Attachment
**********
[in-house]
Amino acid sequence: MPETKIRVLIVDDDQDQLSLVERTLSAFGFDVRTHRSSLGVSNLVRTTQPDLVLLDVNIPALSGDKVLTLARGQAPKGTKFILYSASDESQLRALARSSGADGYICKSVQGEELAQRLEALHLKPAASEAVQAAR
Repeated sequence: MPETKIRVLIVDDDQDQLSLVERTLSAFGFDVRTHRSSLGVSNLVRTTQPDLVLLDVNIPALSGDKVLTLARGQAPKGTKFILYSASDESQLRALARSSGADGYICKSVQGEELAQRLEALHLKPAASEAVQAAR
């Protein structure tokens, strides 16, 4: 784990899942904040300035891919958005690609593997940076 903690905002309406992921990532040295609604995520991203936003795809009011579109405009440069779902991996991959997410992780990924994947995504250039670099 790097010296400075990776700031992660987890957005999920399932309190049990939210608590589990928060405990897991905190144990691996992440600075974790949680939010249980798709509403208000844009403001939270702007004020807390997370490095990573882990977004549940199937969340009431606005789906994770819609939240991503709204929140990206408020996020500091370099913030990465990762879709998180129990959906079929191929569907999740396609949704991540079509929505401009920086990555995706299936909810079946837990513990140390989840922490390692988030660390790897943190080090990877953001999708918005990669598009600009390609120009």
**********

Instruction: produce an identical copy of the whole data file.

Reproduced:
[in-house]
Amino acid sequence: MPETKIRVLIVDDDQDQLSLVERTLSAFGFDVRTHRSSLGVSNLVRTTQPDLVLLDVNIPALSGDKVLTLARGQAPKGTKFILYSASDESQLRALARSSGADGYICKSVQGEELAQRLEALHLKPAASEAVQAAR
Repeated sequence: MPETKIRVLIVDDDQDQLSLVERTLSAFGFDVRTHRSSLGVSNLVRTTQPDLVLLDVNIPALSGDKVLTLARGQAPKGTKFILYSASDESQLRALARSSGADGYICKSVQGEELAQRLEALHLKPAASEAVQAAR
């Protein structure tokens, strides 16, 4: 784990899942904040300035891919958005690609593997940076 903690905002309406992921990532040295609604995520991203936003795809009011579109405009440069779902991996991959997410992780990924994947995504250039670099 790097010296400075990776700031992660987890957005999920399932309190049990939210608590589990928060405990897991905190144990691996992440600075974790949680939010249980798709509403208000844009403001939270702007004020807390997370490095990573882990977004549940199937969340009431606005789906994770819609939240991503709204929140990206408020996020500091370099913030990465990762879709998180129990959906079929191929569907999740396609949704991540079509929505401009920086990555995706299936909810079946837990513990140390989840922490390692988030660390790897943190080090990877953001999708918005990669598009600009390609120009």